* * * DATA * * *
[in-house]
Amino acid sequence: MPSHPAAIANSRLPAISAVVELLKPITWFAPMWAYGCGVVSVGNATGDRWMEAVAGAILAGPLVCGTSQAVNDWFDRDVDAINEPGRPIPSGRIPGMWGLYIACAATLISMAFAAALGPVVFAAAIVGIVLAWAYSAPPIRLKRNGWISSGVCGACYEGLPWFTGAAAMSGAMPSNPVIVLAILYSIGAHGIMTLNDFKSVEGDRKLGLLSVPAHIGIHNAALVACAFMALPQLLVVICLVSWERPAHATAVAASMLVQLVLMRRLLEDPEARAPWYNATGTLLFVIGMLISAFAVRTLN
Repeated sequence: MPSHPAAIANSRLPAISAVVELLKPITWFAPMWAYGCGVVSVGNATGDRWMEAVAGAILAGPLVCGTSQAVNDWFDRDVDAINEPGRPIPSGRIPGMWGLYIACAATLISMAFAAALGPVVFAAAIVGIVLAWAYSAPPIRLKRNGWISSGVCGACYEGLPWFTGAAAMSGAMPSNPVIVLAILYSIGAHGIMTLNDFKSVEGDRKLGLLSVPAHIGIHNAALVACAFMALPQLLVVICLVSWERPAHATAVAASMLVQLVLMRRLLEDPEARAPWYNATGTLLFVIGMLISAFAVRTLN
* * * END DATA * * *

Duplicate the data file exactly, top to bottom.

[in-house]
Amino acid sequence: MPSHPAAIANSRLPAISAVVELLKPITWFAPMWAYGCGVVSVGNATGDRWMEAVAGAILAGPLVCGTSQAVNDWFDRDVDAINEPGRPIPSGRIPGMWGLYIACAATLISMAFAAALGPVVFAAAIVGIVLAWAYSAPPIRLKRNGWISSGVCGACYEGLPWFTGAAAMSGAMPSNPVIVLAILYSIGAHGIMTLNDFKSVEGDRKLGLLSVPAHIGIHNAALVACAFMALPQLLVVICLVSWERPAHATAVAASMLVQLVLMRRLLEDPEARAPWYNATGTLLFVIGMLISAFAVRTLN
Repeated sequence: MPSHPAAIANSRLPAISAVVELLKPITWFAPMWAYGCGVVSVGNATGDRWMEAVAGAILAGPLVCGTSQAVNDWFDRDVDAINEPGRPIPSGRIPGMWGLYIACAATLISMAFAAALGPVVFAAAIVGIVLAWAYSAPPIRLKRNGWISSGVCGACYEGLPWFTGAAAMSGAMPSNPVIVLAILYSIGAHGIMTLNDFKSVEGDRKLGLLSVPAHIGIHNAALVACAFMALPQLLVVICLVSWERPAHATAVAASMLVQLVLMRRLLEDPEARAPWYNATGTLLFVIGMLISAFAVRTLN